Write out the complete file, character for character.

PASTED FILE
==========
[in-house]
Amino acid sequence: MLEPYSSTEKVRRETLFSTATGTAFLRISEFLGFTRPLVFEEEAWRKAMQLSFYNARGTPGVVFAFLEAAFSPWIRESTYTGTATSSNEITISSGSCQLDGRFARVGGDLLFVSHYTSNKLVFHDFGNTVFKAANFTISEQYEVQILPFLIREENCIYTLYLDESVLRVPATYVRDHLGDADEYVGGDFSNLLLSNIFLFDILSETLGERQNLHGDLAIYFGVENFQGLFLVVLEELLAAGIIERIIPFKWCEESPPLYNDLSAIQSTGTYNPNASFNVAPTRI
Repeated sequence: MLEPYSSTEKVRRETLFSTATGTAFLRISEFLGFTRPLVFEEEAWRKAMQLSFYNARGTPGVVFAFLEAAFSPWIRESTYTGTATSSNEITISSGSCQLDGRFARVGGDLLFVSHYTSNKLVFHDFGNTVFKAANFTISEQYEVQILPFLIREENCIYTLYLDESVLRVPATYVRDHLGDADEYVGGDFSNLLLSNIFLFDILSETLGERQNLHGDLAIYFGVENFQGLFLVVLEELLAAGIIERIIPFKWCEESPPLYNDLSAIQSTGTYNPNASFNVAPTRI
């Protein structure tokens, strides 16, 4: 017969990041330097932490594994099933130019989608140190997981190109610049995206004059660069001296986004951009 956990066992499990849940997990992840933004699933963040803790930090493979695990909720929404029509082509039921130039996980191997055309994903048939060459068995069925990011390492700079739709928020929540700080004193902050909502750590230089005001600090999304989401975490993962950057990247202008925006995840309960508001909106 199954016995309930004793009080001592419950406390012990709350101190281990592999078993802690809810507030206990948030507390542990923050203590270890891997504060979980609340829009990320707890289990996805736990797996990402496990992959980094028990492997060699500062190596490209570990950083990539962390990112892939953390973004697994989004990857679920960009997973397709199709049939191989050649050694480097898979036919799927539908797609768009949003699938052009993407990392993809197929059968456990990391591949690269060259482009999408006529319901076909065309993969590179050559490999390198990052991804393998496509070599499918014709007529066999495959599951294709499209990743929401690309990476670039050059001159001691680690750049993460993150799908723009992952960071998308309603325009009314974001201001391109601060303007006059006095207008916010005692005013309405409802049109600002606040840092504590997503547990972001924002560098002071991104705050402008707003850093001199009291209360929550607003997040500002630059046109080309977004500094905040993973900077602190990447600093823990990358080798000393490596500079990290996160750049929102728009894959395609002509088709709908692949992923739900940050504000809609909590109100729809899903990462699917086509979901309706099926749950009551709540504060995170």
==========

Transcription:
[in-house]
Amino acid sequence: MLEPYSSTEKVRRETLFSTATGTAFLRISEFLGFTRPLVFEEEAWRKAMQLSFYNARGTPGVVFAFLEAAFSPWIRESTYTGTATSSNEITISSGSCQLDGRFARVGGDLLFVSHYTSNKLVFHDFGNTVFKAANFTISEQYEVQILPFLIREENCIYTLYLDESVLRVPATYVRDHLGDADEYVGGDFSNLLLSNIFLFDILSETLGERQNLHGDLAIYFGVENFQGLFLVVLEELLAAGIIERIIPFKWCEESPPLYNDLSAIQSTGTYNPNASFNVAPTRI
Repeated sequence: MLEPYSSTEKVRRETLFSTATGTAFLRISEFLGFTRPLVFEEEAWRKAMQLSFYNARGTPGVVFAFLEAAFSPWIRESTYTGTATSSNEITISSGSCQLDGRFARVGGDLLFVSHYTSNKLVFHDFGNTVFKAANFTISEQYEVQILPFLIREENCIYTLYLDESVLRVPATYVRDHLGDADEYVGGDFSNLLLSNIFLFDILSETLGERQNLHGDLAIYFGVENFQGLFLVVLEELLAAGIIERIIPFKWCEESPPLYNDLSAIQSTGTYNPNASFNVAPTRI
């Protein structure tokens, strides 16, 4: 017969990041330097932490594994099933130019989608140190997981190109610049995206004059660069001296986004951009 956990066992499990849940997990992840933004699933963040803790930090493979695990909720929404029509082509039921130039996980191997055309994903048939060459068995069925990011390492700079739709928020929540700080004193902050909502750590230089005001600090999304989401975490993962950057990247202008925006995840309960508001909106 199954016995309930004793009080001592419950406390012990709350101190281990592999078993802690809810507030206990948030507390542990923050203590270890891997504060979980609340829009990320707890289990996805736990797996990402496990992959980094028990492997060699500062190596490209570990950083990539962390990112892939953390973004697994989004990857679920960009997973397709199709049939191989050649050694480097898979036919799927539908797609768009949003699938052009993407990392993809197929059968456990990391591949690269060259482009999408006529319901076909065309993969590179050559490999390198990052991804393998496509070599499918014709007529066999495959599951294709499209990743929401690309990476670039050059001159001691680690750049993460993150799908723009992952960071998308309603325009009314974001201001391109601060303007006059006095207008916010005692005013309405409802049109600002606040840092504590997503547990972001924002560098002071991104705050402008707003850093001199009291209360929550607003997040500002630059046109080309977004500094905040993973900077602190990447600093823990990358080798000393490596500079990290996160750049929102728009894959395609002509088709709908692949992923739900940050504000809609909590109100729809899903990462699917086509979901309706099926749950009551709540504060995170």